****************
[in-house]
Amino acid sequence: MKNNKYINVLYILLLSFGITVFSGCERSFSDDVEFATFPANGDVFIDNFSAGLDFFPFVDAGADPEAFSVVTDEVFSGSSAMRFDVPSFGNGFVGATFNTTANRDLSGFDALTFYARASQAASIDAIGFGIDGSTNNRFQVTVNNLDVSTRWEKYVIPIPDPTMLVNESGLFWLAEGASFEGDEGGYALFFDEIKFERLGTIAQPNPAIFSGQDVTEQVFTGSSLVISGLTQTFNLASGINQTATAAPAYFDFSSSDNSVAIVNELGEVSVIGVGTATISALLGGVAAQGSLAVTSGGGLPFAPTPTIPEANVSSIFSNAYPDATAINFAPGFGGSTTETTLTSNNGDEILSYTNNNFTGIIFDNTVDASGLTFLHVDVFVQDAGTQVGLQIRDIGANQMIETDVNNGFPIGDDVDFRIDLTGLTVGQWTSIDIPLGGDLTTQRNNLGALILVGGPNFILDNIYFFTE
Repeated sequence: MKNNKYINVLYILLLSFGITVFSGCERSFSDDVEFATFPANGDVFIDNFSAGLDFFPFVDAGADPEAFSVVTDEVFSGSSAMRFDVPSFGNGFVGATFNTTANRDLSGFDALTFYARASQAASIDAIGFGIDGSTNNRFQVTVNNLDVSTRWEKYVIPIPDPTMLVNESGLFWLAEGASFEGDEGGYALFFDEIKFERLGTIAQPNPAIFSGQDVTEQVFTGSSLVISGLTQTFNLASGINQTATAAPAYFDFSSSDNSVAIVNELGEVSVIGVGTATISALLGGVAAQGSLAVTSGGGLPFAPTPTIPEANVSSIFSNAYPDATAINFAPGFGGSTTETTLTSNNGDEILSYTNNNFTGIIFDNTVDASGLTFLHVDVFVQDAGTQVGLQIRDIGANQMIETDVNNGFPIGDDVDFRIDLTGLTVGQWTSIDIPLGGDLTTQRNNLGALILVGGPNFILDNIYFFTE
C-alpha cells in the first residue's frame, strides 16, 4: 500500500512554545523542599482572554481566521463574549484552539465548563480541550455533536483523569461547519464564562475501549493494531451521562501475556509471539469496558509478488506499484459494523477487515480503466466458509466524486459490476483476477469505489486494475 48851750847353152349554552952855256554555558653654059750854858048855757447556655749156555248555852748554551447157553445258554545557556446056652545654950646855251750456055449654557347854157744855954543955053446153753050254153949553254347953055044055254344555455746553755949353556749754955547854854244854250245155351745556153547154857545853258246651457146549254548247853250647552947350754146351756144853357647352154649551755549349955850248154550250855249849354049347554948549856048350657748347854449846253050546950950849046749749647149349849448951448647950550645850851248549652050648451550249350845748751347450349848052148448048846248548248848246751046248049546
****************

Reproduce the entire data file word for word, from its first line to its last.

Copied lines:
[in-house]
Amino acid sequence: MKNNKYINVLYILLLSFGITVFSGCERSFSDDVEFATFPANGDVFIDNFSAGLDFFPFVDAGADPEAFSVVTDEVFSGSSAMRFDVPSFGNGFVGATFNTTANRDLSGFDALTFYARASQAASIDAIGFGIDGSTNNRFQVTVNNLDVSTRWEKYVIPIPDPTMLVNESGLFWLAEGASFEGDEGGYALFFDEIKFERLGTIAQPNPAIFSGQDVTEQVFTGSSLVISGLTQTFNLASGINQTATAAPAYFDFSSSDNSVAIVNELGEVSVIGVGTATISALLGGVAAQGSLAVTSGGGLPFAPTPTIPEANVSSIFSNAYPDATAINFAPGFGGSTTETTLTSNNGDEILSYTNNNFTGIIFDNTVDASGLTFLHVDVFVQDAGTQVGLQIRDIGANQMIETDVNNGFPIGDDVDFRIDLTGLTVGQWTSIDIPLGGDLTTQRNNLGALILVGGPNFILDNIYFFTE
Repeated sequence: MKNNKYINVLYILLLSFGITVFSGCERSFSDDVEFATFPANGDVFIDNFSAGLDFFPFVDAGADPEAFSVVTDEVFSGSSAMRFDVPSFGNGFVGATFNTTANRDLSGFDALTFYARASQAASIDAIGFGIDGSTNNRFQVTVNNLDVSTRWEKYVIPIPDPTMLVNESGLFWLAEGASFEGDEGGYALFFDEIKFERLGTIAQPNPAIFSGQDVTEQVFTGSSLVISGLTQTFNLASGINQTATAAPAYFDFSSSDNSVAIVNELGEVSVIGVGTATISALLGGVAAQGSLAVTSGGGLPFAPTPTIPEANVSSIFSNAYPDATAINFAPGFGGSTTETTLTSNNGDEILSYTNNNFTGIIFDNTVDASGLTFLHVDVFVQDAGTQVGLQIRDIGANQMIETDVNNGFPIGDDVDFRIDLTGLTVGQWTSIDIPLGGDLTTQRNNLGALILVGGPNFILDNIYFFTE
C-alpha cells in the first residue's frame, strides 16, 4: 500500500512554545523542599482572554481566521463574549484552539465548563480541550455533536483523569461547519464564562475501549493494531451521562501475556509471539469496558509478488506499484459494523477487515480503466466458509466524486459490476483476477469505489486494475 48851750847353152349554552952855256554555558653654059750854858048855757447556655749156555248555852748554551447157553445258554545557556446056652545654950646855251750456055449654557347854157744855954543955053446153753050254153949553254347953055044055254344555455746553755949353556749754955547854854244854250245155351745556153547154857545853258246651457146549254548247853250647552947350754146351756144853357647352154649551755549349955850248154550250855249849354049347554948549856048350657748347854449846253050546950950849046749749647149349849448951448647950550645850851248549652050648451550249350845748751347450349848052148448048846248548248848246751046248049546